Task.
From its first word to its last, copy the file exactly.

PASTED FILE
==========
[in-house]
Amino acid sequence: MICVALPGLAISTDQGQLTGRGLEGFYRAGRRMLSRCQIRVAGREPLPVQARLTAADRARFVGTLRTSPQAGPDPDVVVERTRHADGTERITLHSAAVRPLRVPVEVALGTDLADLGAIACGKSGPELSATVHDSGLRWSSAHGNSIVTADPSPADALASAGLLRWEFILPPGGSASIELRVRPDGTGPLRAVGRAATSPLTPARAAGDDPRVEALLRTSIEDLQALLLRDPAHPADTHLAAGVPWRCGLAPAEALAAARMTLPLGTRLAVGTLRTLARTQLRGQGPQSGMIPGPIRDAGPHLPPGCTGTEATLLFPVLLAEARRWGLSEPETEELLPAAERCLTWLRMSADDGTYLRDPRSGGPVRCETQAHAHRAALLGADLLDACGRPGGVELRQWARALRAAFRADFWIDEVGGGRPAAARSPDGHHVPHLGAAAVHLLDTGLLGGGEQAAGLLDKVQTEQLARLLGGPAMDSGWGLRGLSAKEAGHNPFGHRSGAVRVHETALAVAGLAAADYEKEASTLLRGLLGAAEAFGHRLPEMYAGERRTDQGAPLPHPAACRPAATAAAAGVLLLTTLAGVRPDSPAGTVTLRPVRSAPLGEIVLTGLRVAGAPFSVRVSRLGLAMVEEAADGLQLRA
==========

[in-house]
Amino acid sequence: MICVALPGLAISTDQGQLTGRGLEGFYRAGRRMLSRCQIRVAGREPLPVQARLTAADRARFVGTLRTSPQAGPDPDVVVERTRHADGTERITLHSAAVRPLRVPVEVALGTDLADLGAIACGKSGPELSATVHDSGLRWSSAHGNSIVTADPSPADALASAGLLRWEFILPPGGSASIELRVRPDGTGPLRAVGRAATSPLTPARAAGDDPRVEALLRTSIEDLQALLLRDPAHPADTHLAAGVPWRCGLAPAEALAAARMTLPLGTRLAVGTLRTLARTQLRGQGPQSGMIPGPIRDAGPHLPPGCTGTEATLLFPVLLAEARRWGLSEPETEELLPAAERCLTWLRMSADDGTYLRDPRSGGPVRCETQAHAHRAALLGADLLDACGRPGGVELRQWARALRAAFRADFWIDEVGGGRPAAARSPDGHHVPHLGAAAVHLLDTGLLGGGEQAAGLLDKVQTEQLARLLGGPAMDSGWGLRGLSAKEAGHNPFGHRSGAVRVHETALAVAGLAAADYEKEASTLLRGLLGAAEAFGHRLPEMYAGERRTDQGAPLPHPAACRPAATAAAAGVLLLTTLAGVRPDSPAGTVTLRPVRSAPLGEIVLTGLRVAGAPFSVRVSRLGLAMVEEAADGLQLRA